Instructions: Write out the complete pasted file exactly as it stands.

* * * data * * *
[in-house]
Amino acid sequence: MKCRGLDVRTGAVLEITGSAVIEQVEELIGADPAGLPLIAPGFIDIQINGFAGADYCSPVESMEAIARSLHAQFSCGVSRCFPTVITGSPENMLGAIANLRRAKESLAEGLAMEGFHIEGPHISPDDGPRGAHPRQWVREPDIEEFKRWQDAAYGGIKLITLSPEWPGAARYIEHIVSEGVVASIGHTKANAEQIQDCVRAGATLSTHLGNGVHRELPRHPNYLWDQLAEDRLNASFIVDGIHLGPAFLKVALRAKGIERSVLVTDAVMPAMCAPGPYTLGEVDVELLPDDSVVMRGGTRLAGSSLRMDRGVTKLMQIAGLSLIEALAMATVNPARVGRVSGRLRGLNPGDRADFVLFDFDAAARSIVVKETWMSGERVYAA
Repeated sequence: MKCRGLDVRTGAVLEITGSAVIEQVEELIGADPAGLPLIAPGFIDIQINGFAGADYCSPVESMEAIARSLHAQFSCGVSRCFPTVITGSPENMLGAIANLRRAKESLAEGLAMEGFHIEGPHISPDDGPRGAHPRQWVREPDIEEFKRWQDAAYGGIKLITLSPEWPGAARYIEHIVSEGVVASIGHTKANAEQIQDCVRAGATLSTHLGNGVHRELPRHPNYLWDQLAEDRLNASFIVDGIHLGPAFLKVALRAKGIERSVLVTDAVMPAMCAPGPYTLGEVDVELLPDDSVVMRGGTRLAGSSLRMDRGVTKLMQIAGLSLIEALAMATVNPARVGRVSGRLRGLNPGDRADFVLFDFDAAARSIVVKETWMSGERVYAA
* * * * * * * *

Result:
[in-house]
Amino acid sequence: MKCRGLDVRTGAVLEITGSAVIEQVEELIGADPAGLPLIAPGFIDIQINGFAGADYCSPVESMEAIARSLHAQFSCGVSRCFPTVITGSPENMLGAIANLRRAKESLAEGLAMEGFHIEGPHISPDDGPRGAHPRQWVREPDIEEFKRWQDAAYGGIKLITLSPEWPGAARYIEHIVSEGVVASIGHTKANAEQIQDCVRAGATLSTHLGNGVHRELPRHPNYLWDQLAEDRLNASFIVDGIHLGPAFLKVALRAKGIERSVLVTDAVMPAMCAPGPYTLGEVDVELLPDDSVVMRGGTRLAGSSLRMDRGVTKLMQIAGLSLIEALAMATVNPARVGRVSGRLRGLNPGDRADFVLFDFDAAARSIVVKETWMSGERVYAA
Repeated sequence: MKCRGLDVRTGAVLEITGSAVIEQVEELIGADPAGLPLIAPGFIDIQINGFAGADYCSPVESMEAIARSLHAQFSCGVSRCFPTVITGSPENMLGAIANLRRAKESLAEGLAMEGFHIEGPHISPDDGPRGAHPRQWVREPDIEEFKRWQDAAYGGIKLITLSPEWPGAARYIEHIVSEGVVASIGHTKANAEQIQDCVRAGATLSTHLGNGVHRELPRHPNYLWDQLAEDRLNASFIVDGIHLGPAFLKVALRAKGIERSVLVTDAVMPAMCAPGPYTLGEVDVELLPDDSVVMRGGTRLAGSSLRMDRGVTKLMQIAGLSLIEALAMATVNPARVGRVSGRLRGLNPGDRADFVLFDFDAAARSIVVKETWMSGERVYAA